In iOS we always end up defining our instance variables as
@property (strong) or
@property(weak). But what does strong and weak mean, and when to use which one?
In cocoa, an objects memory is managed via a system called retain count. When an object is initialized, its retain count is increased by 1 from zero. And each time it is strongly referenced by someone, the retain count keeps increasing by 1. In ARC (a compile time feature of Apple’s version of automated memory management, acronym of Automatic Reference Counting), it only frees up memory for objects when there are zero strong references to them, or simply put, the retain count is zero.
Now, what is a strong reference? It is a normal reference (pointer), but it guards the referred object from getting deallocated by ARC by increasing its retain count by 1. As long as any class has a strong reference to an object, it will not be deallocated. Strong references are used almost everywhere in Cocoa. In Objective-C we declare a strong reference as
@property (strong) ObjectType *variableName, where in Swift a property is declared strong by default. We should always use strong references in linear hierarchy relationships of objects (parent to child, parent having a strong reference of the child). But what happens if a child has a strong reference of a parent? It will confuse ARC and the objects won’t be released properly, causing a memory leak. This is called a retain cycle. If two objects have strong references to each other, ARC will not be able to release any of the instances since they are keeping each other alive.
To solve this, weak reference is introduced. In Objective-C it is declared as
@property(weak) ObjectType *variableName, and in swift as
weak var variableName: ObjectType. Weak references do not change the retain count. When a weak reference is accessed, it will either be a valid object, or nil (as ARC does not guard it from being deallocated on releasing the strong reference). The following example will make it more clear.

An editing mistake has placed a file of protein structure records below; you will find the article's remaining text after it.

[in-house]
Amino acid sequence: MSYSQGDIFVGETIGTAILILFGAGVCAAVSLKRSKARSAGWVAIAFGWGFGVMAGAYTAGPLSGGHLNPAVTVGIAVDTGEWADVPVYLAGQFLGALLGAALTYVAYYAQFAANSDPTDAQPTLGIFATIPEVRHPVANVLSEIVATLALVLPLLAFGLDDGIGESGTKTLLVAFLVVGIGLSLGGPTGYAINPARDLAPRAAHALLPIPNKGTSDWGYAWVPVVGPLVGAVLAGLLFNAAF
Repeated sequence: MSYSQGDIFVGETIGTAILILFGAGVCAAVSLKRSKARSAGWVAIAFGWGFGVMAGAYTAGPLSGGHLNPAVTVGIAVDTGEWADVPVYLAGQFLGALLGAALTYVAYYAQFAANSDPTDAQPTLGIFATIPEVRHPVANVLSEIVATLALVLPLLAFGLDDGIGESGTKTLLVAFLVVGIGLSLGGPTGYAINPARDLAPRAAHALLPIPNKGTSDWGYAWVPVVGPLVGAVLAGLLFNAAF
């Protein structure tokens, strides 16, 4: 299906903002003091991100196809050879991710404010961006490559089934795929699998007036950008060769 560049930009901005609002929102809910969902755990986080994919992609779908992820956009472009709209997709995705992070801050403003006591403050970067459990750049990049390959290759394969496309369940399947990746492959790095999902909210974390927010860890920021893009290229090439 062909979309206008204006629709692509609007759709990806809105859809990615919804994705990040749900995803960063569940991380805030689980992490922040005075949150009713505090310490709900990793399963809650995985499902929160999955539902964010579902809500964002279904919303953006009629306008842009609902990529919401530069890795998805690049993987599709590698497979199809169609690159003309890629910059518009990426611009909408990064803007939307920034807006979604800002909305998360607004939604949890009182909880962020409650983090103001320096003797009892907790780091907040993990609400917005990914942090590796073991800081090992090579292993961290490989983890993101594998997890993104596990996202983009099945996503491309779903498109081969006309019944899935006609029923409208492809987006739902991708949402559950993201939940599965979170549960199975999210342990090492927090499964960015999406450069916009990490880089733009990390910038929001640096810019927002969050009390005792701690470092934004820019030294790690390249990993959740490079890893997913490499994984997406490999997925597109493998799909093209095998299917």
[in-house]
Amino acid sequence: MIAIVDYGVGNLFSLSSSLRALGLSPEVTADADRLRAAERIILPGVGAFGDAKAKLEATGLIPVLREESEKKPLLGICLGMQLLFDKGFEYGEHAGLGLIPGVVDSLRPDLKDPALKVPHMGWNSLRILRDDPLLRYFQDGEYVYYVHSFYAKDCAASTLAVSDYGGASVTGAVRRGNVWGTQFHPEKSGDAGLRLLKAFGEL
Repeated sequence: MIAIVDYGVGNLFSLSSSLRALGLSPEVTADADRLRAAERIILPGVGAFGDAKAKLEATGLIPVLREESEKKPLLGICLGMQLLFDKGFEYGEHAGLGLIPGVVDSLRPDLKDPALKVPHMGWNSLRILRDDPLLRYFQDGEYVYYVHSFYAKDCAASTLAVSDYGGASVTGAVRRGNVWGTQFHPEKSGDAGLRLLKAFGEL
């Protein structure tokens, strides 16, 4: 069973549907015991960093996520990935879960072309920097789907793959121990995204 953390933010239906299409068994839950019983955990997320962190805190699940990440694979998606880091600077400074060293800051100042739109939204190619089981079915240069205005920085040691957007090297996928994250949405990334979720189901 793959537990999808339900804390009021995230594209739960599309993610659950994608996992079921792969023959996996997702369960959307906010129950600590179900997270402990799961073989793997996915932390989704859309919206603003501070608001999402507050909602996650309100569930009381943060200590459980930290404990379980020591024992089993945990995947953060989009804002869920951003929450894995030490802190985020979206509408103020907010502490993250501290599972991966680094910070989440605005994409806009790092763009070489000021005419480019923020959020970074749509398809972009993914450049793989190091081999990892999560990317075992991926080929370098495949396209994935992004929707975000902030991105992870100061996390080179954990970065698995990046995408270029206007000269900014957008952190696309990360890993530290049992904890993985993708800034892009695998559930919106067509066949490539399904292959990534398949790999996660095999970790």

Let’s assume a scenario, a balloon-man sold a helium balloon to a child. The balloon has a string attached to it, so it does not fly away. The helium balloon here is an object that is being created by a class (the child) and has a strong reference (the string) to it. Now, imagine the child has two siblings and one of them also wants to hold the balloon. So the balloon-man attaches another string to it (another strong reference by another class). Now, all three siblings can watch the balloon and play with it (access the properties and methods of the object) as long as either of the two siblings have the strings in their hand. If both of them releases the string, the balloon flies away (object deallocated/released)! Now, the third sibling can only watch, point and play with the balloon as long as any of the other two holds the string (a strong reference) to the balloon. When both the strings are released, the third sibling also looses the balloon. The relation between the third sibling and the balloon is a weak reference (third class having a weak reference), where the former two are strong. A weak reference to an object can only access it’s properties and methods, as long as it has at least one strong reference.
I hope this clears up when to use a the strong and weak reference and how do they work.